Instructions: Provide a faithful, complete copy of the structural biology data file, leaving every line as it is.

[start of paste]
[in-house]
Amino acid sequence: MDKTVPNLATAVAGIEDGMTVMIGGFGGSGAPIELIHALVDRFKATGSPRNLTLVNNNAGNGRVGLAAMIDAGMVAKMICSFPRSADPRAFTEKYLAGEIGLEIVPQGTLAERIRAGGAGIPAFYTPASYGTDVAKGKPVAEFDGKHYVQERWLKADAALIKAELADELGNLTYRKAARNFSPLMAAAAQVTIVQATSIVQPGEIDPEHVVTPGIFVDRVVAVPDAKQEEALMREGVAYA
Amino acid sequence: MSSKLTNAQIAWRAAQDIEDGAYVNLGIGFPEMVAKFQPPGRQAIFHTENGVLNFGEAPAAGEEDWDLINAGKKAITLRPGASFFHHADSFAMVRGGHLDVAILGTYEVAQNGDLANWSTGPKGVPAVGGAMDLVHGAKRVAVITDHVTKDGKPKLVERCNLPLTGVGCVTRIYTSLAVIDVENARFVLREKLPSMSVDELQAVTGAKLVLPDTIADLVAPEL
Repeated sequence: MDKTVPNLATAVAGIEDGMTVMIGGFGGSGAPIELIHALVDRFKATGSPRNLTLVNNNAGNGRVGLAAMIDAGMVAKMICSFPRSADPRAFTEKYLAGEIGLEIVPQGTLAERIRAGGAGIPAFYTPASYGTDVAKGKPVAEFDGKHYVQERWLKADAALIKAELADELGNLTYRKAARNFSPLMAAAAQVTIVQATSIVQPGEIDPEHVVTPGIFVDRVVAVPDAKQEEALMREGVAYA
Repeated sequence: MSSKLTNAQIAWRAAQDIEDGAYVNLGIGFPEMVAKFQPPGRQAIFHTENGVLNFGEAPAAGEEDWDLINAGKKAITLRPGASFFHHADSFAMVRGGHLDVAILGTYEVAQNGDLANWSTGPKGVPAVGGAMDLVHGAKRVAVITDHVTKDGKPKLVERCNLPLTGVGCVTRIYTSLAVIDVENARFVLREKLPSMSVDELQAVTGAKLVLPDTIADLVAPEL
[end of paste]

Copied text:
[in-house]
Amino acid sequence: MDKTVPNLATAVAGIEDGMTVMIGGFGGSGAPIELIHALVDRFKATGSPRNLTLVNNNAGNGRVGLAAMIDAGMVAKMICSFPRSADPRAFTEKYLAGEIGLEIVPQGTLAERIRAGGAGIPAFYTPASYGTDVAKGKPVAEFDGKHYVQERWLKADAALIKAELADELGNLTYRKAARNFSPLMAAAAQVTIVQATSIVQPGEIDPEHVVTPGIFVDRVVAVPDAKQEEALMREGVAYA
Amino acid sequence: MSSKLTNAQIAWRAAQDIEDGAYVNLGIGFPEMVAKFQPPGRQAIFHTENGVLNFGEAPAAGEEDWDLINAGKKAITLRPGASFFHHADSFAMVRGGHLDVAILGTYEVAQNGDLANWSTGPKGVPAVGGAMDLVHGAKRVAVITDHVTKDGKPKLVERCNLPLTGVGCVTRIYTSLAVIDVENARFVLREKLPSMSVDELQAVTGAKLVLPDTIADLVAPEL
Repeated sequence: MDKTVPNLATAVAGIEDGMTVMIGGFGGSGAPIELIHALVDRFKATGSPRNLTLVNNNAGNGRVGLAAMIDAGMVAKMICSFPRSADPRAFTEKYLAGEIGLEIVPQGTLAERIRAGGAGIPAFYTPASYGTDVAKGKPVAEFDGKHYVQERWLKADAALIKAELADELGNLTYRKAARNFSPLMAAAAQVTIVQATSIVQPGEIDPEHVVTPGIFVDRVVAVPDAKQEEALMREGVAYA
Repeated sequence: MSSKLTNAQIAWRAAQDIEDGAYVNLGIGFPEMVAKFQPPGRQAIFHTENGVLNFGEAPAAGEEDWDLINAGKKAITLRPGASFFHHADSFAMVRGGHLDVAILGTYEVAQNGDLANWSTGPKGVPAVGGAMDLVHGAKRVAVITDHVTKDGKPKLVERCNLPLTGVGCVTRIYTSLAVIDVENARFVLREKLPSMSVDELQAVTGAKLVLPDTIADLVAPEL